Depending on your symptoms and their severity, the tests you may have include:
Skin-prick test, where a drop of liquid containing a food you may be allergic to is put on your skin to see whether it reacts
Intradermal test, where the suspected food allergen is injected into the skin to detect weaker allergic reactions
Skin scratch test, where a small area of skin is removed and the potential allergen is rubbed over the area, allowing it to reach deeper layers of tissue
Trialling a special diet, where you avoid eating the specific foods that might be triggering allergic reactions, to and see if your symptoms ease
You may also be asked to keep a food and symptoms diary to help identify what may be triggering your symptoms.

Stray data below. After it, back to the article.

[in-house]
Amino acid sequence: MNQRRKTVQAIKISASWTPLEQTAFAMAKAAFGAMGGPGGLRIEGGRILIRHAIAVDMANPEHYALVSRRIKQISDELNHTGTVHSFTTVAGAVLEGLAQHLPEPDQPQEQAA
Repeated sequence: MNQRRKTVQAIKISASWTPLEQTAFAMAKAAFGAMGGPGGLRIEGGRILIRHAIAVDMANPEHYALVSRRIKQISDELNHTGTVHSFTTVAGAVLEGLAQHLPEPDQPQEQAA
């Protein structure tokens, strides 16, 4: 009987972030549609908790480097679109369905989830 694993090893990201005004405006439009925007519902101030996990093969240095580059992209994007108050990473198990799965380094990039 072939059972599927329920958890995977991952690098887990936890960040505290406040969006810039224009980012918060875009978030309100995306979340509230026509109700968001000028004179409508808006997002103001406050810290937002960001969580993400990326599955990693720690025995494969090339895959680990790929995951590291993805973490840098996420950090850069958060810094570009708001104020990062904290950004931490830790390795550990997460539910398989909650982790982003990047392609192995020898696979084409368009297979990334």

Looking to launch home food allergy tests?
If you’re a digital health company looking for turnkey access to home food allergy tests speak to our lab testing team now! They’ll learn more about your requirements and guide you through the entire process whether you’re looking to launch or scale food allergy testing.
At Vital, we offer a variety of food allergy and intolerance testing options. Popular food allergy and intolerance tests include:
Our lab testing platform enables you to activate speciality lab testing across 47 States within a matter of days (rather than months) with no pre-existing lab accounts. Send fully white-labeled test kits directly to your patient's door. Our platform handles labs end-to-end, from the point of order, through to kitting, fulfilment, sample collection, lab processing and results retrieval. We give you full visibility to order and track the status of your labs via dashboard or API.